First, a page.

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Environmental Issues - Essay Example

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Several species of wildlife have been wiped off from the face of this earth in the past couple of decades and several others are being added every passing year. The earth is losing out on its natural elements either due to human activity or inactivity to preserve them…
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Environmental Issues
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Download file to see previous pages The Endangered Species Act (ESA), is one such act, which was passed in the year 1973 with a view to empower the government to protect and preserve the imperiled species and the eco-systems on which they depend (FWS, 2010). However, three decades on, the act still finds itself as highly ineffective – and embroiled in a legal turmoil with two opposing sides i.e. the proponents and opponents of protection of endangered species; clashing head on to propagate their own self-interests. With the environmentalists on one hand and the industrialists and economists on the other, the Act which once witnessed overwhelming support is now caught between two contrasting and conflicting interests. The proponents believe that the act has not been implemented to its full potential and lacks adequate powers to preserve endangered species and hence needs to be strengthened to prevent them from becoming extinct (Rohlf 1991; Houck 1993; Bechtold 1999).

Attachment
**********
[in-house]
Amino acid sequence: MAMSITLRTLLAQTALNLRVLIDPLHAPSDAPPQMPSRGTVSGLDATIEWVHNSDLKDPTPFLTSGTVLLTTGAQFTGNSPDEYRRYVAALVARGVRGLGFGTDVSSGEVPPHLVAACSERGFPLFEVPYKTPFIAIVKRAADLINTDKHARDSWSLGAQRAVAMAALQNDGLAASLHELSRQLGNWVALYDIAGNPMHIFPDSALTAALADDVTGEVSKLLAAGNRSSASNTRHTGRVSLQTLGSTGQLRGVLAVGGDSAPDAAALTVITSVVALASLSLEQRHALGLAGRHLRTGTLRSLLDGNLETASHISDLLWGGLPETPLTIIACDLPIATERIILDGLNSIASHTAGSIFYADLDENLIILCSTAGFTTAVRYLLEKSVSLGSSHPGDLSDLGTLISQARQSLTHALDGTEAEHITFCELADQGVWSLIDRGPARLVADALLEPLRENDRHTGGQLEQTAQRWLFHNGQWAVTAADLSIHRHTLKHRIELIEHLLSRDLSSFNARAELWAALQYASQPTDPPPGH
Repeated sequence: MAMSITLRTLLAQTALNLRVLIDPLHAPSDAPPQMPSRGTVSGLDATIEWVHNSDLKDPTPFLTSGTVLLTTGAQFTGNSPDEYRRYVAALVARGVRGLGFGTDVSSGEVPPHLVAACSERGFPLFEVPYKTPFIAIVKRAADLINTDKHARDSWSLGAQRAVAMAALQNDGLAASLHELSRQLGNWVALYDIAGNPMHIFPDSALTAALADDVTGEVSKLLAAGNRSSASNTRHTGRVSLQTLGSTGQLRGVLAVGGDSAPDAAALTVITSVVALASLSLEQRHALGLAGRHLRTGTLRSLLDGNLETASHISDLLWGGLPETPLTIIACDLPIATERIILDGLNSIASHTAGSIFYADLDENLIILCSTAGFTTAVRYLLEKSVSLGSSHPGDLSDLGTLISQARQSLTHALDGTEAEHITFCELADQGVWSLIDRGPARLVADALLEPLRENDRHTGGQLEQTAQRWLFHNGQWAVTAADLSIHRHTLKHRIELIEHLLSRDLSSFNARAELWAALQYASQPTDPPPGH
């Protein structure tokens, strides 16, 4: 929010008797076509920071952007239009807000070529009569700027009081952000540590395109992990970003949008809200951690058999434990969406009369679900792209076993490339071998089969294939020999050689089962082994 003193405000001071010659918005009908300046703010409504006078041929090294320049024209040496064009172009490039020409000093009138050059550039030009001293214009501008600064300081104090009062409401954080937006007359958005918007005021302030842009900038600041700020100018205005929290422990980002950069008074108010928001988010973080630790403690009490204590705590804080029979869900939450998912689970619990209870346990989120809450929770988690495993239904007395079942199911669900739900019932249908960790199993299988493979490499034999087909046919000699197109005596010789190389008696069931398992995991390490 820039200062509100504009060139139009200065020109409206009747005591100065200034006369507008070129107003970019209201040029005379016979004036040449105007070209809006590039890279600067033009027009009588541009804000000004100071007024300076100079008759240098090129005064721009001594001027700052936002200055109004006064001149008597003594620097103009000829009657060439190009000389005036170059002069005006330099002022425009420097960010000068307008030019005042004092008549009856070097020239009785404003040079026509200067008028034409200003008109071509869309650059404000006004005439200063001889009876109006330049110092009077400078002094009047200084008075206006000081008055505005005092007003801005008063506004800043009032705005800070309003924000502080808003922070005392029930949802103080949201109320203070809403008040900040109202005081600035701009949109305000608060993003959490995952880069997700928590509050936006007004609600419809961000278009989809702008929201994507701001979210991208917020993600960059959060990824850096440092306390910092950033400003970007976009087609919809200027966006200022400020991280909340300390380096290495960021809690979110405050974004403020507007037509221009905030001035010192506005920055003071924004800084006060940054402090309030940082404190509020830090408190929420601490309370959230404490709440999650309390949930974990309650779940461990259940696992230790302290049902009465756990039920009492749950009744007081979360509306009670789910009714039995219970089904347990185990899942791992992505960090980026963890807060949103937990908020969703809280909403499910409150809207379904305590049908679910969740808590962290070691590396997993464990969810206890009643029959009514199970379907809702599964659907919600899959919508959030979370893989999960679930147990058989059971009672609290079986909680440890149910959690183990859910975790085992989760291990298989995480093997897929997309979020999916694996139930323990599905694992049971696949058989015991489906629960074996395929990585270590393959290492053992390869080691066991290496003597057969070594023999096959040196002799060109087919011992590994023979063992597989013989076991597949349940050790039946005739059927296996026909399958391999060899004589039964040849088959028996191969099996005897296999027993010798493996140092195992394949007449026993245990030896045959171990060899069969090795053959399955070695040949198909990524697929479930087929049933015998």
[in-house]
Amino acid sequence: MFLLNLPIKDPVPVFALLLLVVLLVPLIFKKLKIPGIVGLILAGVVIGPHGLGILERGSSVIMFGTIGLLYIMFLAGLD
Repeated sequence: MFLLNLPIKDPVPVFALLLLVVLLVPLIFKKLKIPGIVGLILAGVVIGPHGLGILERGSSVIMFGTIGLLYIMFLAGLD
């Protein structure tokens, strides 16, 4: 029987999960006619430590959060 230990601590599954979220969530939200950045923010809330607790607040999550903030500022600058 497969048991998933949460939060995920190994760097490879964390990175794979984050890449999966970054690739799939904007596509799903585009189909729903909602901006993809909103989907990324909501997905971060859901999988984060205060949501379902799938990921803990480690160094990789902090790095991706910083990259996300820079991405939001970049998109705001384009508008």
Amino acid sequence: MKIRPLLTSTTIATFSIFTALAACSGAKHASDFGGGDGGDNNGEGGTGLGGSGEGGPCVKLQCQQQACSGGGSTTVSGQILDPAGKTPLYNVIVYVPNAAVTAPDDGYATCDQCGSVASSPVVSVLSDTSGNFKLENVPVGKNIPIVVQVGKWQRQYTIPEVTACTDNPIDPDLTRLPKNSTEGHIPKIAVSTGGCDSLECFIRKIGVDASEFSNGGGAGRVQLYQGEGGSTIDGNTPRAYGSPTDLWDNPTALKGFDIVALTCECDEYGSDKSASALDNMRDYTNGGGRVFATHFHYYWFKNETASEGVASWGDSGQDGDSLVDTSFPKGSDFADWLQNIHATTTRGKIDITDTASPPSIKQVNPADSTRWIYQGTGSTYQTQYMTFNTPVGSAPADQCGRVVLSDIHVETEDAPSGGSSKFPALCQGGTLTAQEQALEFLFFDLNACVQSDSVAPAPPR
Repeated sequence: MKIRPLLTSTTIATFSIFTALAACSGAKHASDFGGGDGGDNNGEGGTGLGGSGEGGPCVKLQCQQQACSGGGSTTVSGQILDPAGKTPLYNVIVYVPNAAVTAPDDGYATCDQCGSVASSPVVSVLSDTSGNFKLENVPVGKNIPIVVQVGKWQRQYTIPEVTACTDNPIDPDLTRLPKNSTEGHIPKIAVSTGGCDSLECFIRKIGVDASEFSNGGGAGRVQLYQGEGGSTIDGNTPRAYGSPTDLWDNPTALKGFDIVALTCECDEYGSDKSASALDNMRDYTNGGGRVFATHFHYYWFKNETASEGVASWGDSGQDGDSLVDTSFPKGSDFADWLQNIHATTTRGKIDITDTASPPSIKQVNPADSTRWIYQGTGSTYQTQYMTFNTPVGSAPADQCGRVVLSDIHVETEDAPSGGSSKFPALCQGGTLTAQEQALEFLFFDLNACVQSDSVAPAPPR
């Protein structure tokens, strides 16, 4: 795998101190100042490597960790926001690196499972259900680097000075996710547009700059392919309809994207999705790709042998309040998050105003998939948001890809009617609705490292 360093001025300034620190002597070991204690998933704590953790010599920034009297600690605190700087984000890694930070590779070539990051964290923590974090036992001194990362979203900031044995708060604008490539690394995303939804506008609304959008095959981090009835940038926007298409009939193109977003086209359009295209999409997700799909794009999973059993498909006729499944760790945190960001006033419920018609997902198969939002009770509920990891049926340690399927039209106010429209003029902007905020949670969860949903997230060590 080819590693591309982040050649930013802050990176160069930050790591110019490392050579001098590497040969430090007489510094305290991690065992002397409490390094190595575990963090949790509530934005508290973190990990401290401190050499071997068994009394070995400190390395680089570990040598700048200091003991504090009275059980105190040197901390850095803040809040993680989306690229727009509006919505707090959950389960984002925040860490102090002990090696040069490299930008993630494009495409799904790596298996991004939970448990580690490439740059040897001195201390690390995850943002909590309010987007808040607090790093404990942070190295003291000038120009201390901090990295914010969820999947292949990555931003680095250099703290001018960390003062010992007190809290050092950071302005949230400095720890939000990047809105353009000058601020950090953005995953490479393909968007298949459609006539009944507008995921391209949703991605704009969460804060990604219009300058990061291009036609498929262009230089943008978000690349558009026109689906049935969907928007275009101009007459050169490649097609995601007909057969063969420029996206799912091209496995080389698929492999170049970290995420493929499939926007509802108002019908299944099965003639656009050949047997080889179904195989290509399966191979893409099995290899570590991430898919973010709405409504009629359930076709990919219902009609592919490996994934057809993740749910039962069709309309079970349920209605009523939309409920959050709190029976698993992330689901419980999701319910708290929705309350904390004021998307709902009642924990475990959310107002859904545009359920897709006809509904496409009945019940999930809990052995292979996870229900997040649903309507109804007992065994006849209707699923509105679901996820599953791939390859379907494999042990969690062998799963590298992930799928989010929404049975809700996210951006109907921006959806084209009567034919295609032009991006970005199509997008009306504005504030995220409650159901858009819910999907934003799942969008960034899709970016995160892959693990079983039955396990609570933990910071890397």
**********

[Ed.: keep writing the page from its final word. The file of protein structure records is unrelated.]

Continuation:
The opponents, on the other hand, argue that the act is repressive and outdated and pose significant threat to the American economy and hence must be abolished (Mann and Plummer 1992; Sugg 1994). While environmentalists claim ‘preservation of ecosystems’ as a wider public interest, its total disregard on its likely impact on industrial growth and development has had a section of public up in arms, to advocate their cause. It is owing to such conflicting interests that this widely debated law has often been referred to as controversial in nature.
The ESA (1973) has been in the center of heated political and legal debates, with two contrasting parties seeking protection of self-interest; strengthening of laws in such a situation, might further increase the legal jeopardy, hence the law should be adequately amended and suitably modified rather than completely abolishing it.
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